Sunday 25 August 2013

Author interview and GIVEAWAY- Suzanne van Rooyen

Today, we have Suzanne van Rooyen answering our questions! Suzanne actually answered a lot more, but it didn’t all fit in one post, so you’ll see her other answers in the main discussion posts.

How important do you think LGBTQIA books are for teens?
They're as important as any other type of teen literature. YA literature needs to reflect the diversity of real in race, religion, culture and sexuality, approaching the various issues facing young people today with sensitivity and authenticity. Teens should be able to pick up a book in any genre and relate to the character, to recognise themselves in the character.
Do you feel LGBTQIA teens have a good selection of books today? I think they have a great selection of sexual awakening and coming out stories. There is, however, a lack of stories for teens that show LGBTQIA teens leading normal, happy, rainbow lives where their sexuality is incidental to who they are. We need more LGBTQIA books where the entire story doesn't revolve around the main character's sexual preference.

Do you think any part of the LGBTQIA gets overlooked/subject to erasure?  Hm... Having not read all of the LGBTQIA books available, this is impossible to answer. I'm sure there are aspects that are not as well examined as others. Perhaps it's more about a lack of balance, where most stories tend to focus on the discovery of sexuality and the coming out process, especially in teen fiction.

LGBTQI fiction is often shelved separately in bookshops/libraries. How do you feel about this?I think it's silly and I'm hoping that as LGBTQIA characters become more prevalent across genres, that these books will simply be shelved according to their genre (romance, SF/F, thriller etc.), instead of their main character's sexual identity.

Do you think there should be more LGBTQIA characters in YA fic, and is there a particular way you'd like them to be presented?"Absolutely! I'd like to see them represented authentically - if the guy's a jerk, he's a jerk even if he's gay. Being LGBTQIA should feel as natural as hair colour and should not be forced into the story for the sake of it. Authors also need to step out of their hetero-normative moulds - two guys in a relationship are two guys, there is no husband role or wife role that one or the other fulfills.  I'd like to see more bisexual male heroes and more trans characters take leading, butt-kicking roles in genre fiction. I'd love to read a teen Supernatural type story where the Winchester roles are filled by an LGBTQIA sibling pair or romantic couple."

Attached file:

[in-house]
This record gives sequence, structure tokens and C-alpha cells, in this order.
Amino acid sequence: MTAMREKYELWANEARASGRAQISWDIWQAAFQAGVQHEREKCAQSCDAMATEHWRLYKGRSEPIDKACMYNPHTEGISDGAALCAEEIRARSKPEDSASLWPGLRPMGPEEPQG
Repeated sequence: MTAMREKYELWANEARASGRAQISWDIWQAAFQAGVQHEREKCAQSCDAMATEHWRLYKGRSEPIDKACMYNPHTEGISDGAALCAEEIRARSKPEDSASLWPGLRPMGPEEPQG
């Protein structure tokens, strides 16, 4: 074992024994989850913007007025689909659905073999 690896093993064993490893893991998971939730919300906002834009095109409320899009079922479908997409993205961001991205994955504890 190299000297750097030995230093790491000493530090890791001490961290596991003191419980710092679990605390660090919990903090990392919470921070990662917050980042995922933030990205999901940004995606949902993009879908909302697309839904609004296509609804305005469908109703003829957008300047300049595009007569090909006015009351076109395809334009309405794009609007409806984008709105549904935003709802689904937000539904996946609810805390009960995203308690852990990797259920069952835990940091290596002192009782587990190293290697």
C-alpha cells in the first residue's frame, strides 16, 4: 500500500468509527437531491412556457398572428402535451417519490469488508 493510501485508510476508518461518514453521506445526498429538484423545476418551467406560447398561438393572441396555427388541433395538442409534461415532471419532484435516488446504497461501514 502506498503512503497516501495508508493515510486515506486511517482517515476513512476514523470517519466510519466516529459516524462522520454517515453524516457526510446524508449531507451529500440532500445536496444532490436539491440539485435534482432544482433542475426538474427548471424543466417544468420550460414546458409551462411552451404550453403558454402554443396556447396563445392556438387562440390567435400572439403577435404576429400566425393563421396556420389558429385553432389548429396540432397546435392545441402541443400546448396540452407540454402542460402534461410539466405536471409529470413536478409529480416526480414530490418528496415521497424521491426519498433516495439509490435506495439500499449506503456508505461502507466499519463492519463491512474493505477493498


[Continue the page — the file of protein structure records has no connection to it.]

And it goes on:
Have you ever had issues with the way LGBTQIA characters (in general or in a particular book) have been presented? Not really because I'm quite picky when it comes to what I read. I have been mildly annoyed by certain gay characters being presented as super emotional to the point of melodrama as this is borderline stereotyping. I'm also saddened by books where the futuristic world is shown as open and accepting, even encouraging, of same-sex couples and yet, the main character remains hetero and only ever engages in a hetero relationship despite almost every other character around her being bi or homosexual.

How do you avoid sterotypes when writing?
I try to be as authentic as possible in my characterization. I'm quite an odd person and have had the privilege and delight of interacting and befriending many colourful characters throughout my life that do not conform to stereotypes. Drawing from these experiences and being conscious of how stereotypes are used in fiction, has helped me to avoid them. I like to buck expectations so every time I've got characters that need to behave a certain way, I try to put less likely individuals into those roles.

Have you ever gotten homophobic, transphobic or otherwise negative reactions regarding your inclusion of LGBTQIA characters? How did you deal with it?
No, thankfully. What I have noticed, which serious irked me, is that some reviewers put 'warnings' on their reviews for LGBT content. They didn't warn people that my book contained bad language, violence, underage drinking, or depictions of self-harm and suicide. No, the big bad thing about my book was the LGBT content which included an alluded to blowjob and some kissing. This offended me. I wanted to edit every single review I'd ever written and put 'WARNING: Main character is straight. Avoid if that's not your thing* - See how ridiculous that looks? So why 'warn' people of LGBT content? I really thought we'd be past this by now.
Suzanne has written Dragon’s Teeth, Obscura Burning, short stories for various magazines and other things.  You can find her at her website, facebook, twitter and tumblr.

Also, because Suzanne is awesome, she has very kindly offered a giveaway of Obscura Burning.
Open internationally, ends 29 September 2013, you must be 13 or over to enter, prize is either epub, mobi or pdf, use the rafflecopter to enter.
a Rafflecopter giveaway

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Thanks for taking time to read this!
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Nina xxx

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